Torben Waldorff – Holiday On Fire (2017)

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Torben Waldorff had assembled what he is proud to call his ‘dream’ band and armed with six new compositions, broke a lull in recording activity. Holiday On Fire — the guitarist, composer and producer’s first release in five years — continues an unbroken streak of quality, rock-tinged jazz striking the right balance between euphony and chops that’s been his hallmark from 2006’s Brilliance on to today.

Now out via Artistshare like his prior four releases, Holiday offers some distinction in the way of a completely different band. Two of Nordic Connect linchpins, Ingrid Jensen (trumpet) and Maggi Olin (piano/Rhodes) are present, as are bassist Drew Gress and drummer Johnathan Blake. All are equal in ability to past Waldorff sidemen like Donny McCaslin, Matt Clohesy and Gary Versace, but bring their own personalities, too.

Most notable, perhaps, is Jensen, fast becoming one of the most widely regarded trumpet players on both sides of the Atlantic, and often serves as Waldorff’s latest foil. She’s the first thing heard on the record: “Thyst Intro” is a quiet introduction that belies the energy that follows.

There are plenty of bona fides found in Olin (Waldorff’s wife), Blake and certainly Gress as well, and they bring a subtle but distinctive texture to Waldorff’s music. But the sustaining things carried over from Waldorff’s prior records are his flair for hooks within sophisticated harmonics and a resonant guitar that rocks with intelligence. Those things are exemplified on “Thyst,” which features a signature Waldorff theme and of course, a signature lead that effortlessly combines elements of jazz, rock and blues into a consonant whole.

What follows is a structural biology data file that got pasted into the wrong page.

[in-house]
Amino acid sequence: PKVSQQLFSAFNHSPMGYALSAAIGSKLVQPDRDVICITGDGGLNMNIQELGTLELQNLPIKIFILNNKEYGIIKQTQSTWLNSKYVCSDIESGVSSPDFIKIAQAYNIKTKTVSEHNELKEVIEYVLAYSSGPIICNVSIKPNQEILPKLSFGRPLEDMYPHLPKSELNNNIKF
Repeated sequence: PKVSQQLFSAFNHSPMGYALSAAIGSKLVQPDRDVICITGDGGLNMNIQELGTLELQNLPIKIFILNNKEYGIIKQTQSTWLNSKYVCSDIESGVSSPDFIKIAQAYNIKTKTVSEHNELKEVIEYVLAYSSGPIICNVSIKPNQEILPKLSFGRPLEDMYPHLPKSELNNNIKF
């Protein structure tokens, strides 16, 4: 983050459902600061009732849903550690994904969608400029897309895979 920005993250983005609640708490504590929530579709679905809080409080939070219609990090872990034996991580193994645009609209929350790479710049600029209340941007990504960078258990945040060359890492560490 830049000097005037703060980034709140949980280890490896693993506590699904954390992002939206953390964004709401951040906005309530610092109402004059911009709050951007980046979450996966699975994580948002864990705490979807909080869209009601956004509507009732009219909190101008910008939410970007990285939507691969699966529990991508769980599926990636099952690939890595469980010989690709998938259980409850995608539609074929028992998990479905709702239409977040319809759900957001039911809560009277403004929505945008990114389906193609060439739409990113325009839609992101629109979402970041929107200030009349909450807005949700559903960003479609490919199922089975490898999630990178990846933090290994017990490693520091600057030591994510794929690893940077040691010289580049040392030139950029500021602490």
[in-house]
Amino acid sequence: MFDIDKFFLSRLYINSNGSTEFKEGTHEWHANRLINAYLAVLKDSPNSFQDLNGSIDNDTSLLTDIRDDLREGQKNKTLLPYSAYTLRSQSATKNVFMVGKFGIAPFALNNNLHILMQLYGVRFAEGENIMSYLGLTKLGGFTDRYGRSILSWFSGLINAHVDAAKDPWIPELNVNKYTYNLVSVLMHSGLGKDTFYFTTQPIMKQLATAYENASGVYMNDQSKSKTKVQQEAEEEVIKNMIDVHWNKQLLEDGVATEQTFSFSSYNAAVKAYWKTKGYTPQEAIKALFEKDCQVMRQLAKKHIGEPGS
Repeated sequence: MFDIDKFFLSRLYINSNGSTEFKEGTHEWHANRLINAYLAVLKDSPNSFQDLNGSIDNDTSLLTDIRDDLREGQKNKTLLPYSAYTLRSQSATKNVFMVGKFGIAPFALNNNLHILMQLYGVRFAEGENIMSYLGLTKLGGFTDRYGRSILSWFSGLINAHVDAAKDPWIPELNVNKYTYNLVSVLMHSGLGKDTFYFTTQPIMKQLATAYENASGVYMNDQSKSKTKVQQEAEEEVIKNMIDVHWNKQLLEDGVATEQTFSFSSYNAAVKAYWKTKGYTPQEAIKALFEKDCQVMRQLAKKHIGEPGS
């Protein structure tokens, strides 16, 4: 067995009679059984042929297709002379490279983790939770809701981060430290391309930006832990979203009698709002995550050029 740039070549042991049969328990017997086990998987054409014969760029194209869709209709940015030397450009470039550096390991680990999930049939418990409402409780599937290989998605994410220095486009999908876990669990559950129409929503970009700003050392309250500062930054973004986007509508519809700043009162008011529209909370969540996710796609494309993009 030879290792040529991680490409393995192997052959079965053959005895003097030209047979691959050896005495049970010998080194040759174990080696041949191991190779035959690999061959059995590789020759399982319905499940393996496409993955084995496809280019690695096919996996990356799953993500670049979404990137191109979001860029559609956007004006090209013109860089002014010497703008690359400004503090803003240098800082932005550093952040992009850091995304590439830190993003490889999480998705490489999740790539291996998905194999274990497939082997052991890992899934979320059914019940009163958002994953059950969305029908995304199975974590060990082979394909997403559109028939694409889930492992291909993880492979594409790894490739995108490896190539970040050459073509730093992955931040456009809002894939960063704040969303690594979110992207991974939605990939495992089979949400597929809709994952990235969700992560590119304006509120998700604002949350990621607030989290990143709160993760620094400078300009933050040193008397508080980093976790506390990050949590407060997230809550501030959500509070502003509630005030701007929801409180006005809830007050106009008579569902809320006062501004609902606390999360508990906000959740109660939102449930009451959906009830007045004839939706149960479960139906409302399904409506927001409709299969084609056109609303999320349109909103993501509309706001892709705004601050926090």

“Off To Far” and “Ironic Tonic” both boast sophisticated melodic development, making something catchy out of something that has harmonic heft. The former dances to Blake’s spry waltz and Waldorff later puts together an ebullient solo that closely conforms to the character of the song (after which Gress and Jensen deliver on their own spotlights).

Waldorff doubles up with Jensen while the laddering up three keys on “Combust” and Olin’s slightly fuzzy Rhodes conforms to his slightly fuzzy guitar. Meanwhile, Jensen’s urbane muted horn supplies a welcome contrast. Belligerent Beauty” features another great mesh between Waldorff and Jensen, uniting to make the thematic lines resonate louder, taking turns on inspired solo turns and offering complementing lines.

The graceful ballad “Our Sound of Love (and Charles’s and Duke’s)” puts Olin’s piano out front and Gress leaves behind a pretty aside as well. Halfway through, Waldorff and Jensen gently assume control as the melody settles into a two-chord pattern. Though nearly ten minutes long, the song evolves and flowers in such a way to hold interest all the way through.

Because of the leader’s deepened composing savvy and heightened symbiosis among everyone in this ensemble, Holiday On Fire sounds good on the first listen and great on the tenth. It might have taken a little longer this time, but Torben Waldorff has done it again.

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